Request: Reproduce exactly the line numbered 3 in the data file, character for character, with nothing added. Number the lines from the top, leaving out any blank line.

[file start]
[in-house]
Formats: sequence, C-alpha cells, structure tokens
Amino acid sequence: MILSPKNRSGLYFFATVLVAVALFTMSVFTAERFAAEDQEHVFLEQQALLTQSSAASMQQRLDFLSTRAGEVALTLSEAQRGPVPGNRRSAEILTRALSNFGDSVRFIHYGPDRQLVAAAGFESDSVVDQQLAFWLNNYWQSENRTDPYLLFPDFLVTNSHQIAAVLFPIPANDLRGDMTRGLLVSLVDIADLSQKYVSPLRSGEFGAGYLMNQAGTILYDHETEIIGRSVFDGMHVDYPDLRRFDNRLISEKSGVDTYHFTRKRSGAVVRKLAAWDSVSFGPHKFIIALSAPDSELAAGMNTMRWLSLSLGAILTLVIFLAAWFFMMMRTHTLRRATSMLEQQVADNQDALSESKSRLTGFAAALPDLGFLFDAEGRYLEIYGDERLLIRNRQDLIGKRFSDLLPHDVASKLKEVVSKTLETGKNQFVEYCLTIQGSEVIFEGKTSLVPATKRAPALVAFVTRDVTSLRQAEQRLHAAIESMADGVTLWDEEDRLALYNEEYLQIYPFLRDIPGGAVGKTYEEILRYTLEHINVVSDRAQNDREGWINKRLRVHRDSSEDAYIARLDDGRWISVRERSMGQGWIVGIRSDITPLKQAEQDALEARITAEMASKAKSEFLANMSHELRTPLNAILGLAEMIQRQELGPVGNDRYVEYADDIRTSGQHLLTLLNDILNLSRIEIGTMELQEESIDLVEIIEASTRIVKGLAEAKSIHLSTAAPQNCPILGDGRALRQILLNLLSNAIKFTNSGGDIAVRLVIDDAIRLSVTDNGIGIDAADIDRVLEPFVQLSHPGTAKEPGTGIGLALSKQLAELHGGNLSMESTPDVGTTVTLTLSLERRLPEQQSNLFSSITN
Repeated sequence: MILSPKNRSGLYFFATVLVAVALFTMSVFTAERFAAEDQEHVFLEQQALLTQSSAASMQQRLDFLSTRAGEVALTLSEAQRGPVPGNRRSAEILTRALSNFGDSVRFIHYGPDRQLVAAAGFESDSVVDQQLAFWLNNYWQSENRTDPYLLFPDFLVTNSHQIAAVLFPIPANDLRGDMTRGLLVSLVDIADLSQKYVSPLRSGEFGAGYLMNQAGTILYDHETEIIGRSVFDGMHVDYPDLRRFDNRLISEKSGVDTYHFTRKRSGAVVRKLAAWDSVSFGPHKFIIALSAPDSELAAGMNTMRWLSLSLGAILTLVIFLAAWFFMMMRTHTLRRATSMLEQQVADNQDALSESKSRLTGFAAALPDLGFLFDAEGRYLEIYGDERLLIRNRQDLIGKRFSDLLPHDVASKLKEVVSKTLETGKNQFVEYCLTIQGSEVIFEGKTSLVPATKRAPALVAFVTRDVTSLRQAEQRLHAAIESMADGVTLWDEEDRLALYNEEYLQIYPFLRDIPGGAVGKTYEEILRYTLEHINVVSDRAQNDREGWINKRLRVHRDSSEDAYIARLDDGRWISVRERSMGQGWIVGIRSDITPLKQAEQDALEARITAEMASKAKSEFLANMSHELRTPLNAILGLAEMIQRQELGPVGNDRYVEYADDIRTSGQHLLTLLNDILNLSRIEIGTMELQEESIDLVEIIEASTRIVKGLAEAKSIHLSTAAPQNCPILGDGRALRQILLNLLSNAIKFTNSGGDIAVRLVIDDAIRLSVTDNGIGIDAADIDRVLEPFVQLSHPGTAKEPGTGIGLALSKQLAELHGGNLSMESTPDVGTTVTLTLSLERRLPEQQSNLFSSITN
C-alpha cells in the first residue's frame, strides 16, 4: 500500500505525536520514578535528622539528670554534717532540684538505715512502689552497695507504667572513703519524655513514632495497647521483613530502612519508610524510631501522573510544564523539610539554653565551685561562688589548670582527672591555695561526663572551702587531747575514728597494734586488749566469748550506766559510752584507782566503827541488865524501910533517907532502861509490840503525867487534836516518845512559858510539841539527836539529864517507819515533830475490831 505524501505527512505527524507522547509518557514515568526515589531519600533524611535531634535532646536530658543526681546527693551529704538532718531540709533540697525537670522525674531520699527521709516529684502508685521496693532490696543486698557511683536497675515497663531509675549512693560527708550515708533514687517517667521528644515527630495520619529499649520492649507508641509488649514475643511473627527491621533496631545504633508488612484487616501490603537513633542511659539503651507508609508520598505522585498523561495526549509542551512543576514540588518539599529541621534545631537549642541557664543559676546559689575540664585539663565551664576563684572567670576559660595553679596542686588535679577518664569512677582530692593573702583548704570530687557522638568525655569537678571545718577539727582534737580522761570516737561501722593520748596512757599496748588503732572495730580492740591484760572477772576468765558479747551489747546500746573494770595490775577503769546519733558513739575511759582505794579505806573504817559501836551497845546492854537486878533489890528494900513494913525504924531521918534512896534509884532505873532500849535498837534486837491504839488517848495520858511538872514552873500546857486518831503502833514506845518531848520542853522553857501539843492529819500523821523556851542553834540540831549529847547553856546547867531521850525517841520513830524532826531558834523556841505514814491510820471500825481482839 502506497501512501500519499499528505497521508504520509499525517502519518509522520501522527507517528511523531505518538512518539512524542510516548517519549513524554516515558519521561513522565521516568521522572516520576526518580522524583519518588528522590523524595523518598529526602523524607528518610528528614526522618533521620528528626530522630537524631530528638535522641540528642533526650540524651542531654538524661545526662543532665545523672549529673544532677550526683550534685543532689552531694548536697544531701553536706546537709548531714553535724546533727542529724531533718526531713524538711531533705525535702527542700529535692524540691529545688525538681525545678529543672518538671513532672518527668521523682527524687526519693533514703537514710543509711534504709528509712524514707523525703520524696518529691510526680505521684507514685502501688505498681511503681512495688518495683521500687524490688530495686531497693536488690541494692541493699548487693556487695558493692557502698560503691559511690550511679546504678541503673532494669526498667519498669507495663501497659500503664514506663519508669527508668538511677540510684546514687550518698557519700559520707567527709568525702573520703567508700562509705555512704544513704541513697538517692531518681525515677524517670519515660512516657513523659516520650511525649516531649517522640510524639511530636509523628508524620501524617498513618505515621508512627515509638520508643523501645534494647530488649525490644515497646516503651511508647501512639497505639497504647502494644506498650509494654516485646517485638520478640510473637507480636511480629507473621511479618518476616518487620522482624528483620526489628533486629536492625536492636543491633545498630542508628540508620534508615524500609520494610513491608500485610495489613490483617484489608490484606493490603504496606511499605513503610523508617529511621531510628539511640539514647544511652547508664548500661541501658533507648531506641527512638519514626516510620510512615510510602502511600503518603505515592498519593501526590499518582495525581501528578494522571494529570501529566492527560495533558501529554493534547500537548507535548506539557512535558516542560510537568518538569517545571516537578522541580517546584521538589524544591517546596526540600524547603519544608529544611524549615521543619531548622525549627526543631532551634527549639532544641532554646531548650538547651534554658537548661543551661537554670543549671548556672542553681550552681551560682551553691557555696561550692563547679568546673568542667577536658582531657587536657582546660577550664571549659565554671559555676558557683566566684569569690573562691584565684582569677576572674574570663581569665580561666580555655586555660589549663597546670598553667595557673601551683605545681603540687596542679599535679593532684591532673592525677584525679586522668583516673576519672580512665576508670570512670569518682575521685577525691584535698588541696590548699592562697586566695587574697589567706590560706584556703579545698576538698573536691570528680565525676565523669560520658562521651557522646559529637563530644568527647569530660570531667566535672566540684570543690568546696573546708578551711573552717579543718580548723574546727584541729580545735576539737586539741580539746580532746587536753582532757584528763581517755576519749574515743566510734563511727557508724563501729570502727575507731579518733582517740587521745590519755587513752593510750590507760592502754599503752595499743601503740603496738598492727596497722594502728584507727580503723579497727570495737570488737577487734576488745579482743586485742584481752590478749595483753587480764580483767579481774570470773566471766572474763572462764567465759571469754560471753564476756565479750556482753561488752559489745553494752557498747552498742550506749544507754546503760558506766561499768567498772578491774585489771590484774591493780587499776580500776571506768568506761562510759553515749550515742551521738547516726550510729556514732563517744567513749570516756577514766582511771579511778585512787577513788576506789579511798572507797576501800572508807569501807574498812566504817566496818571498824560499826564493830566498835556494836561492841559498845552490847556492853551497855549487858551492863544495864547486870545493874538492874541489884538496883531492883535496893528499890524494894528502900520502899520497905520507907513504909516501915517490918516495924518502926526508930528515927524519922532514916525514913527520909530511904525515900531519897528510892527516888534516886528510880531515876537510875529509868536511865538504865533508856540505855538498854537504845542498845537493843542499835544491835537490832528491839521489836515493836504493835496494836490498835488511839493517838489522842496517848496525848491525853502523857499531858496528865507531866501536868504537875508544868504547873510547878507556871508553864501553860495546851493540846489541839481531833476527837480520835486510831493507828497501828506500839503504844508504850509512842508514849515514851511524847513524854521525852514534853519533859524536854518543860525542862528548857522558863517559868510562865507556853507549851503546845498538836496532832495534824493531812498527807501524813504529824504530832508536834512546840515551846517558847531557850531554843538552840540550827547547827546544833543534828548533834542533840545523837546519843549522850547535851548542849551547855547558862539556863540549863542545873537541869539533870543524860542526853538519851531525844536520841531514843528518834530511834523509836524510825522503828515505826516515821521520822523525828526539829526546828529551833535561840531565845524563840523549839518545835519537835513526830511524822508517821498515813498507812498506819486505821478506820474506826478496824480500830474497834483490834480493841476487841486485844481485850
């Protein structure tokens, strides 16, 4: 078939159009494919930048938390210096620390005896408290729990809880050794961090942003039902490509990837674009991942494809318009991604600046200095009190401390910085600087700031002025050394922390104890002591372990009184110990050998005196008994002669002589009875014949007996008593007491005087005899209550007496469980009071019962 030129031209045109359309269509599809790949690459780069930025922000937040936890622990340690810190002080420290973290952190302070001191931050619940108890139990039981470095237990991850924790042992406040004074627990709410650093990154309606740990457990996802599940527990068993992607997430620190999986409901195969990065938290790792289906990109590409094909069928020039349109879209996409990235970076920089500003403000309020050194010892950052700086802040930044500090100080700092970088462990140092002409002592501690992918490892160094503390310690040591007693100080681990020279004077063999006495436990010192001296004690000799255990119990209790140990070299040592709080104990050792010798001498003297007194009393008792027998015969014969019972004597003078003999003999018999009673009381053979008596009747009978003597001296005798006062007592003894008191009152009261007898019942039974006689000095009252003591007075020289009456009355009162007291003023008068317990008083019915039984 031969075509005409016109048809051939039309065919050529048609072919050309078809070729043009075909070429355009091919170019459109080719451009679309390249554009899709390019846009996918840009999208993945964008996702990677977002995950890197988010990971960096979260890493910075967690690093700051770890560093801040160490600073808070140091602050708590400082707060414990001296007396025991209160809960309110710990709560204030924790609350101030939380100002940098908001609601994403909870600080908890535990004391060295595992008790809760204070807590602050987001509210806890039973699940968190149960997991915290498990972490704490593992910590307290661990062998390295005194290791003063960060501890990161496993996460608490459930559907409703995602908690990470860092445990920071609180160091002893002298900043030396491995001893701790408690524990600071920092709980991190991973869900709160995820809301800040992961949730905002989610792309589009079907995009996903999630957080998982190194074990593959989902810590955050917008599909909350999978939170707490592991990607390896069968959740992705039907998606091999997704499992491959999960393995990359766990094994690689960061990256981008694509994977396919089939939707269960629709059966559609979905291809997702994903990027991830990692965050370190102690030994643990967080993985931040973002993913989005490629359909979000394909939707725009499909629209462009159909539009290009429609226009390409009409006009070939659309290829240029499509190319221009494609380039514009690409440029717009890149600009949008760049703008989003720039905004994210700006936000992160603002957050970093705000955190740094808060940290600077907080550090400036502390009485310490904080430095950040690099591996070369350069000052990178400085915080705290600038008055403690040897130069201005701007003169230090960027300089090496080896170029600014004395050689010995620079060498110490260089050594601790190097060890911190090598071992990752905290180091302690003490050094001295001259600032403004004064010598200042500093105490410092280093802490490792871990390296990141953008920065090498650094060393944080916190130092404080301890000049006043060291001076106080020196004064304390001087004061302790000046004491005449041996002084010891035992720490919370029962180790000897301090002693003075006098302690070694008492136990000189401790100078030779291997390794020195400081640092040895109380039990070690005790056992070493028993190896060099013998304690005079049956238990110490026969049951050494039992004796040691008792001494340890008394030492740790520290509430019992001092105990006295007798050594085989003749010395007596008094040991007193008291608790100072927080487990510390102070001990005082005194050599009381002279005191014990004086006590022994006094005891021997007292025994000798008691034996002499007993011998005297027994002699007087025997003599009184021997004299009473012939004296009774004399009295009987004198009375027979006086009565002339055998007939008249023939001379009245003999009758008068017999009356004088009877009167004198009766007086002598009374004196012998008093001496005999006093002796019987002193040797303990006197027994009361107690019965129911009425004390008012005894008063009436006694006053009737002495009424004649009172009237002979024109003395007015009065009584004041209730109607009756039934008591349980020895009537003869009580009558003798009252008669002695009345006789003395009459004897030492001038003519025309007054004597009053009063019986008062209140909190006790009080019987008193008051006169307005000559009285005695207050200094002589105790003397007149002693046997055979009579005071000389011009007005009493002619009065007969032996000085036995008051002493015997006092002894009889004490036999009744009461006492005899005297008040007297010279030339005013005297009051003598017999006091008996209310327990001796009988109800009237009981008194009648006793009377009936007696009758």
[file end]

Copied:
Amino acid sequence: MILSPKNRSGLYFFATVLVAVALFTMSVFTAERFAAEDQEHVFLEQQALLTQSSAASMQQRLDFLSTRAGEVALTLSEAQRGPVPGNRRSAEILTRALSNFGDSVRFIHYGPDRQLVAAAGFESDSVVDQQLAFWLNNYWQSENRTDPYLLFPDFLVTNSHQIAAVLFPIPANDLRGDMTRGLLVSLVDIADLSQKYVSPLRSGEFGAGYLMNQAGTILYDHETEIIGRSVFDGMHVDYPDLRRFDNRLISEKSGVDTYHFTRKRSGAVVRKLAAWDSVSFGPHKFIIALSAPDSELAAGMNTMRWLSLSLGAILTLVIFLAAWFFMMMRTHTLRRATSMLEQQVADNQDALSESKSRLTGFAAALPDLGFLFDAEGRYLEIYGDERLLIRNRQDLIGKRFSDLLPHDVASKLKEVVSKTLETGKNQFVEYCLTIQGSEVIFEGKTSLVPATKRAPALVAFVTRDVTSLRQAEQRLHAAIESMADGVTLWDEEDRLALYNEEYLQIYPFLRDIPGGAVGKTYEEILRYTLEHINVVSDRAQNDREGWINKRLRVHRDSSEDAYIARLDDGRWISVRERSMGQGWIVGIRSDITPLKQAEQDALEARITAEMASKAKSEFLANMSHELRTPLNAILGLAEMIQRQELGPVGNDRYVEYADDIRTSGQHLLTLLNDILNLSRIEIGTMELQEESIDLVEIIEASTRIVKGLAEAKSIHLSTAAPQNCPILGDGRALRQILLNLLSNAIKFTNSGGDIAVRLVIDDAIRLSVTDNGIGIDAADIDRVLEPFVQLSHPGTAKEPGTGIGLALSKQLAELHGGNLSMESTPDVGTTVTLTLSLERRLPEQQSNLFSSITN